The two workshops included an introduction to problem-based learning in the STEM classroom and a new version of “Dumpster Optics: Teaching Optics with Junk.” The latter workshop has been offered to graduate students and optics professionals at previous ETOP meetings and at SPIE’S Optics and Photonics conference to highlight low-cost methods of presenting optics concepts to children. Thanks to the recruiting efforts of Qing Yang, professor of optical engineering at Zhejiang University, this year’s workshop was attended by 40 energetic 8- to 10-year-olds, children of university faculty and students from a nearby primary school. The children were especially amazed to see the changing colors of cellophane tape in polarized light and the way colors of candy changed under different color LED illumination. Yang reported that the children were excited by the activities and several reported continuing to work with them at home.

Using a laptop monitor and polarizing film

Using a laptop monitor and polarizing film, children examine the colors produced by cellophane tape in polarized light. Zhejiang undergraduate Hongyan Mei, an ETOP 2017 workshop assistant and translator, provides guidance. Courtesy of Mathew Donnelly.

Other firsts at the 2017 ETOP Conference included a Best Poster award that was presented to the authors of six papers during the closing session and a round table discussion on accreditation of optics/photonics programs. The poster awardees represented the diversity of the conference, with authors from Russia, China and Spain, and topics covering a variety of teaching methods. The accreditation discussion was a meeting of academics who have gone through the accreditation process at their own institutions. It was a chance to share experiences and discuss common goals and it helped those present gain a greater appreciation of the importance of universally applicable standards to education programs.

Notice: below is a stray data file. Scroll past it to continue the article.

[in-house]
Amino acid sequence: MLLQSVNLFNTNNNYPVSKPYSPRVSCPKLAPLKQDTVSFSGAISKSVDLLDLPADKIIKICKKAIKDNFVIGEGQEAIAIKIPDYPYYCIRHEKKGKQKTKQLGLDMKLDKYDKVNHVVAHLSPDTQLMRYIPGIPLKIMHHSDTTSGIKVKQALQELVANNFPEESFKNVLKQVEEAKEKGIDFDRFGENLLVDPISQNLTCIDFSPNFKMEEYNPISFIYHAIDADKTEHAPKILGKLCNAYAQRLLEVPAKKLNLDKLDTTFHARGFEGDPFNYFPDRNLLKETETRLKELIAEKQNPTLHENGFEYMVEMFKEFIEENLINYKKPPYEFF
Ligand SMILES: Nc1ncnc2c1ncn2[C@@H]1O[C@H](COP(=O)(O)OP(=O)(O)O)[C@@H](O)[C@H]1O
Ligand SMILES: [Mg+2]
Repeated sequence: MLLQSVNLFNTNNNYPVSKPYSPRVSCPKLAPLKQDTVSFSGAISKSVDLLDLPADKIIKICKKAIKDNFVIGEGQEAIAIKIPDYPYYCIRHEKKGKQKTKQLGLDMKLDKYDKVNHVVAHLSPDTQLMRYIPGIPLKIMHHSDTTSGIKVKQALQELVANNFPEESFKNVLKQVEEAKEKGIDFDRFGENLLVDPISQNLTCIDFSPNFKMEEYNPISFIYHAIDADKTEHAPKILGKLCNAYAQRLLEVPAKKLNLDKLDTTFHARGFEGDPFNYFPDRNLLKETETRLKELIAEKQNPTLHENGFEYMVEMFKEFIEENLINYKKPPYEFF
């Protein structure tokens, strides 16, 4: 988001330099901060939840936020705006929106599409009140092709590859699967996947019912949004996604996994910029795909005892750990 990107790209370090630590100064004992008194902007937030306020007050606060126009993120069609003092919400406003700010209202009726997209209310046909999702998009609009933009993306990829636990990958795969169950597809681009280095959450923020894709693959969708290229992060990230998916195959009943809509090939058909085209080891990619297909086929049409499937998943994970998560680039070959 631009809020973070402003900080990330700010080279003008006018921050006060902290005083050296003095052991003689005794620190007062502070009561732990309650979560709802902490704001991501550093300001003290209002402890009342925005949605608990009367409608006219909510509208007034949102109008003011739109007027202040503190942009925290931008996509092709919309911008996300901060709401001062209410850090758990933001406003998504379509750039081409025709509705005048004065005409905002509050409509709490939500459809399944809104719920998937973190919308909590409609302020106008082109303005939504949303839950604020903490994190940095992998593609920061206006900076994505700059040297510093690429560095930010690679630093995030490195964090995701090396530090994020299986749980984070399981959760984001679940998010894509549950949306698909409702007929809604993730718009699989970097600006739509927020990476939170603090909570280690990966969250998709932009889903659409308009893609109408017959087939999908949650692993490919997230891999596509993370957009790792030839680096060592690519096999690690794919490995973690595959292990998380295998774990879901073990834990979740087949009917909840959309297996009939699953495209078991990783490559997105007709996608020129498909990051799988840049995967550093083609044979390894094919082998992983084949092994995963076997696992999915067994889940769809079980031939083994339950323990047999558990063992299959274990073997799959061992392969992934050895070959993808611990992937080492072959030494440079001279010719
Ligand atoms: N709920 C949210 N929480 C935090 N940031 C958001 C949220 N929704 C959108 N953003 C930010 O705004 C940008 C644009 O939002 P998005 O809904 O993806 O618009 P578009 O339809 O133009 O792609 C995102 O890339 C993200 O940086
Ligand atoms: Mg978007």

ETOP 2017 is the first to be held in China and only the second in Asia; in 2001, the conference was held in Singapore. As with many ETOP conferences, one evening was set aside to showcase local culture. This year, attendees took in the Impression West Lake, a spectacular event of music, light and dance, entirely staged on the water of West Lake in Hangzhou. ETOP attendees were awed by the breathtaking optical effects, making this show a perfect complement to the “family reunion” of the global optics education community.

“It was wonderful that ETOP was in Asia after all this time, especially with the explosion in optics and photonics education in China,” said Eugene Arthurs, executive director of SPIE. “There were some very interesting insights into the cultural differences and how they impact teaching and learning styles. The value of giving students the opportunity for ‘hands-on’ experience seems universal as does relating the science to life experiences. The gathering of so many people interested in how best to educate future generations is always inspirational.”

Judy Donnelly, an optics and photonics educator for 36 years, is the co-author with Nicholas Massa of LIGHT: Introduction to Optics and Photonics, an algebra/trigonometry-based text written for applications-oriented classes at high schools and community colleges. The textbook will be available this fall in the Photonics Media Bookstore at store.photonics.com.



ETOP: Where Optics and Photonics Educators Meet

A biennial meeting of optics and photonics educators, ETOP — Education and Training in Optics & Photonics Conference — has been held in venues around the globe since 1988. The four permanent sponsors of the meeting — OSA, SPIE, IEEE and ICO — each send one representative to an ETOP Long-Range Planning Committee. Along with nonvoting members from the four societies, the representatives solicit and review host organization applications and discuss and help set vision for the conference’s future. The four sponsor organizations also provide seed money and advice to hosting venues to ensure success.

It was recently announced that the host for ETOP 2019 will be Université Laval in Quebec City.

ETOPOSASPIEIEEEICOAsia-PacificeducationopticsLEDsDumpster OpticsSTEMpolarizersmultidisciplinary educationproblem-based learningJudy DonnellyEducation Special Sectionteaching opticsflipped classroom